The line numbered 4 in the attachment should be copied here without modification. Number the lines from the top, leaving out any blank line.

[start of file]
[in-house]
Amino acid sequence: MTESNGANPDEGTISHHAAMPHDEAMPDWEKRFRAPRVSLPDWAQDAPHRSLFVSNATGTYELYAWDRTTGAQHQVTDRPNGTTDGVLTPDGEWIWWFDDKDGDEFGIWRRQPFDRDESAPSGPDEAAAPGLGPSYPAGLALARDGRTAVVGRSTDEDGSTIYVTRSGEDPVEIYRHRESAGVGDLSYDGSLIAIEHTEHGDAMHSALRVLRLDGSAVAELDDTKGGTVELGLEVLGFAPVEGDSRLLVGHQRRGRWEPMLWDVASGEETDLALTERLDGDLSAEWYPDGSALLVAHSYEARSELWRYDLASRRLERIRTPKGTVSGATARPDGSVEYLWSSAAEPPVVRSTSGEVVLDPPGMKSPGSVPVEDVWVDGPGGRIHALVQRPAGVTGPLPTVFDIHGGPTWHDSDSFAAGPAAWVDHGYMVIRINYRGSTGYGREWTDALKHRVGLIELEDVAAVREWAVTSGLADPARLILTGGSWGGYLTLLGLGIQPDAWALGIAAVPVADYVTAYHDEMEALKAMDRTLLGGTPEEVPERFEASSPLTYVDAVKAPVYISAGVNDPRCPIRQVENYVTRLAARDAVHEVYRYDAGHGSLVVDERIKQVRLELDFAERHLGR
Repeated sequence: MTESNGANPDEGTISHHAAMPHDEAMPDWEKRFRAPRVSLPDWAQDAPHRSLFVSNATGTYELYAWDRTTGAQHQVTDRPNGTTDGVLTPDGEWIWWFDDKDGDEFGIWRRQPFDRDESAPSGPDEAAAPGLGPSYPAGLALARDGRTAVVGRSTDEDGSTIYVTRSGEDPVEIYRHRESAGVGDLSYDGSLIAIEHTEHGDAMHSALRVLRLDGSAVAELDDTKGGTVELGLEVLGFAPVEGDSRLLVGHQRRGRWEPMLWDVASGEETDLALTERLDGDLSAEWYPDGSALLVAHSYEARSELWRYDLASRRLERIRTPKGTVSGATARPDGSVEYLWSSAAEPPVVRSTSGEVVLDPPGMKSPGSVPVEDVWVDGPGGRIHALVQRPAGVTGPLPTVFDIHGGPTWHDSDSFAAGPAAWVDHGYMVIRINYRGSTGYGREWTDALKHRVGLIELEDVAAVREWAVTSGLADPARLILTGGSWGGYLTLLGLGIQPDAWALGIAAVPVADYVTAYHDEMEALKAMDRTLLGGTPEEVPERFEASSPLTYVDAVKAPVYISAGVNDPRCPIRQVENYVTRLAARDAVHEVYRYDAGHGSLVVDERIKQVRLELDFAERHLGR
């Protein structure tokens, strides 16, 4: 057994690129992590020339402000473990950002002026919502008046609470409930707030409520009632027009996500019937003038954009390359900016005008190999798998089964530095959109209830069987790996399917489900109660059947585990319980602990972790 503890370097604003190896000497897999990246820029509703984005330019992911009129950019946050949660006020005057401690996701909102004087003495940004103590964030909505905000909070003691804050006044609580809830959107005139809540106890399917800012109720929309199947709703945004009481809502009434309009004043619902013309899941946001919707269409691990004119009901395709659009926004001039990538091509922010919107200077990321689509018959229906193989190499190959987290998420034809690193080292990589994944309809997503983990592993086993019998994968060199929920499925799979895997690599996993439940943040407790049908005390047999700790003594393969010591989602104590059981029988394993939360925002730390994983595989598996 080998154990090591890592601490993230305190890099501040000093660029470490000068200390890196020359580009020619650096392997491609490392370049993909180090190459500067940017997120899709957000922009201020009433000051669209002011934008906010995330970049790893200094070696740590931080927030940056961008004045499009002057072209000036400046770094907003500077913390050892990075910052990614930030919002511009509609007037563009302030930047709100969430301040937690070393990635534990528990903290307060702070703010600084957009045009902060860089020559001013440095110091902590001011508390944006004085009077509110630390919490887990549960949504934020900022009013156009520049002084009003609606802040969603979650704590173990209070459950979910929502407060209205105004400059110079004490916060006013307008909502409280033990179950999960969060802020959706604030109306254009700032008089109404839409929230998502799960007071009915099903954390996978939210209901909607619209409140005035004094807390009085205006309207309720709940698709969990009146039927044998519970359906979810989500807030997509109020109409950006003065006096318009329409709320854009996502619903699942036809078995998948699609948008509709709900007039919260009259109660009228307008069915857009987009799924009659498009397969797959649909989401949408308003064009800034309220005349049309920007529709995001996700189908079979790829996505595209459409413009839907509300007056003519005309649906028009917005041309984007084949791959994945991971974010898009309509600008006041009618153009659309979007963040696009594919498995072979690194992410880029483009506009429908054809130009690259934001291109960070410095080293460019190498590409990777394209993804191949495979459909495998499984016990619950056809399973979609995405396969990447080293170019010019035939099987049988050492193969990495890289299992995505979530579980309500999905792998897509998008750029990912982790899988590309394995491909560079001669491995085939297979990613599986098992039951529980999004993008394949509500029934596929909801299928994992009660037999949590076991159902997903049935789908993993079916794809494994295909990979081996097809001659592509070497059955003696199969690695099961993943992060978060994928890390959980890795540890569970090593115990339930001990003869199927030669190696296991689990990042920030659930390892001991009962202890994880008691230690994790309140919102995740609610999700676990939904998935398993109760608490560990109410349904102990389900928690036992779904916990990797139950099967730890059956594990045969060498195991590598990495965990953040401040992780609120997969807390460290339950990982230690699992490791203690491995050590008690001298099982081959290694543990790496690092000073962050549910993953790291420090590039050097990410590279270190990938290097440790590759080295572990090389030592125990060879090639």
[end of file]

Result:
């Protein structure tokens, strides 16, 4: 057994690129992590020339402000473990950002002026919502008046609470409930707030409520009632027009996500019937003038954009390359900016005008190999798998089964530095959109209830069987790996399917489900109660059947585990319980602990972790 503890370097604003190896000497897999990246820029509703984005330019992911009129950019946050949660006020005057401690996701909102004087003495940004103590964030909505905000909070003691804050006044609580809830959107005139809540106890399917800012109720929309199947709703945004009481809502009434309009004043619902013309899941946001919707269409691990004119009901395709659009926004001039990538091509922010919107200077990321689509018959229906193989190499190959987290998420034809690193080292990589994944309809997503983990592993086993019998994968060199929920499925799979895997690599996993439940943040407790049908005390047999700790003594393969010591989602104590059981029988394993939360925002730390994983595989598996 080998154990090591890592601490993230305190890099501040000093660029470490000068200390890196020359580009020619650096392997491609490392370049993909180090190459500067940017997120899709957000922009201020009433000051669209002011934008906010995330970049790893200094070696740590931080927030940056961008004045499009002057072209000036400046770094907003500077913390050892990075910052990614930030919002511009509609007037563009302030930047709100969430301040937690070393990635534990528990903290307060702070703010600084957009045009902060860089020559001013440095110091902590001011508390944006004085009077509110630390919490887990549960949504934020900022009013156009520049002084009003609606802040969603979650704590173990209070459950979910929502407060209205105004400059110079004490916060006013307008909502409280033990179950999960969060802020959706604030109306254009700032008089109404839409929230998502799960007071009915099903954390996978939210209901909607619209409140005035004094807390009085205006309207309720709940698709969990009146039927044998519970359906979810989500807030997509109020109409950006003065006096318009329409709320854009996502619903699942036809078995998948699609948008509709709900007039919260009259109660009228307008069915857009987009799924009659498009397969797959649909989401949408308003064009800034309220005349049309920007529709995001996700189908079979790829996505595209459409413009839907509300007056003519005309649906028009917005041309984007084949791959994945991971974010898009309509600008006041009618153009659309979007963040696009594919498995072979690194992410880029483009506009429908054809130009690259934001291109960070410095080293460019190498590409990777394209993804191949495979459909495998499984016990619950056809399973979609995405396969990447080293170019010019035939099987049988050492193969990495890289299992995505979530579980309500999905792998897509998008750029990912982790899988590309394995491909560079001669491995085939297979990613599986098992039951529980999004993008394949509500029934596929909801299928994992009660037999949590076991159902997903049935789908993993079916794809494994295909990979081996097809001659592509070497059955003696199969690695099961993943992060978060994928890390959980890795540890569970090593115990339930001990003869199927030669190696296991689990990042920030659930390892001991009962202890994880008691230690994790309140919102995740609610999700676990939904998935398993109760608490560990109410349904102990389900928690036992779904916990990797139950099967730890059956594990045969060498195991590598990495965990953040401040992780609120997969807390460290339950990982230690699992490791203690491995050590008690001298099982081959290694543990790496690092000073962050549910993953790291420090590039050097990410590279270190990938290097440790590759080295572990090389030592125990060879090639």